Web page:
Data Verification

  • How does the association assure itself that its systems and processes ensure the reliability of the ARC data it collects and submits?
  • When did the association last independently verify its ARC information, if never, is this something you have considered/planned?

Appendix 2 : Tenant Advisor Exercise

We asked our Tenant Advisors to complete questionnaires relating to how readily available landlords’ Statements are on their website and whether the content of the Statement is informative and helpful. In total, our Tenant Advisors reviewed the statements of 15 landlords.

The questions we asked our Tenant Advisors are noted below:

  1. Is the landlord’s Annual Assurance Statement easy to locate and access on their website?
  2. Is the Annual Assurance Statement easy to understand?
  3. Is it clear what the landlord’s current level of compliance is?
  4. If the landlord identified there were areas of non compliance, was it clear what these were?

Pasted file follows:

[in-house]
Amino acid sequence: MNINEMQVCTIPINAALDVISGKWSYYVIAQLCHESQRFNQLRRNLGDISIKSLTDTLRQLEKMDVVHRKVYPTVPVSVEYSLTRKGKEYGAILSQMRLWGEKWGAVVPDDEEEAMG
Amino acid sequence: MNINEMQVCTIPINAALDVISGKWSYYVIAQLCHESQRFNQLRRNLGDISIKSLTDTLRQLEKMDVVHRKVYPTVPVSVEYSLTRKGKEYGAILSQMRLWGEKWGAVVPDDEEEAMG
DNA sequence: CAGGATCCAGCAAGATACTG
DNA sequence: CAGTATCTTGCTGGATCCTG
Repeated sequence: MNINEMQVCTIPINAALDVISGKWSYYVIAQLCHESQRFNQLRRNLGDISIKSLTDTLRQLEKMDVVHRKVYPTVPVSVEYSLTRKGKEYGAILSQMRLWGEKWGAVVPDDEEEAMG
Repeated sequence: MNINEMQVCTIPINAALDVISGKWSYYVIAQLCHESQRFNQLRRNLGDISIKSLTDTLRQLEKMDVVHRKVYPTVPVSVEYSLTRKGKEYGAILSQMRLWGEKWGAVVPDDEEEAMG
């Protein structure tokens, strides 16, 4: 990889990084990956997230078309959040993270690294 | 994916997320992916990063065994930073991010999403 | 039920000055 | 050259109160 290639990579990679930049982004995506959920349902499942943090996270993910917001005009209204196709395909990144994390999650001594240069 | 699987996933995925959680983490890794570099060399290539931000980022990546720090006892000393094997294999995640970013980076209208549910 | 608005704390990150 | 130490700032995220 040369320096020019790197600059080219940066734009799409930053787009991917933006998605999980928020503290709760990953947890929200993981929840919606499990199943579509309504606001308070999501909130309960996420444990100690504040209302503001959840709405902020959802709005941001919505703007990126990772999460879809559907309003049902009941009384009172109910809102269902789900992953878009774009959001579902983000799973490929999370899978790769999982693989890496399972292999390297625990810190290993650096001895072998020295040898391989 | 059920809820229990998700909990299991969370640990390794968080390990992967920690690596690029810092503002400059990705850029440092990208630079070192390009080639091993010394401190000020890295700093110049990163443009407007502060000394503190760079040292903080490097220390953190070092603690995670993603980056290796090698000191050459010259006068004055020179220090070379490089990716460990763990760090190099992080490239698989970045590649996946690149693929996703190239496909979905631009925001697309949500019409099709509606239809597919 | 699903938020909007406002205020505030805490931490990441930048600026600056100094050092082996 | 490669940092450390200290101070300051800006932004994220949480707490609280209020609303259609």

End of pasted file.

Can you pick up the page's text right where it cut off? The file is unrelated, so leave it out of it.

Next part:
5. If the landlord identified there were areas of non compliance, was it clear how and when it would make the necessary improvement to ensure compliance?
  6. Is it clear that the landlord has, or is in the process of implementing an effective approach to the collection of equalities information and are considering how it can adopt a human rights approach to their work?
  7. Is it clear what evidence the landlord has seen to assure itself about its stated level of compliance?
  8. Any general comments on the contents of the Annual Assurance Statement?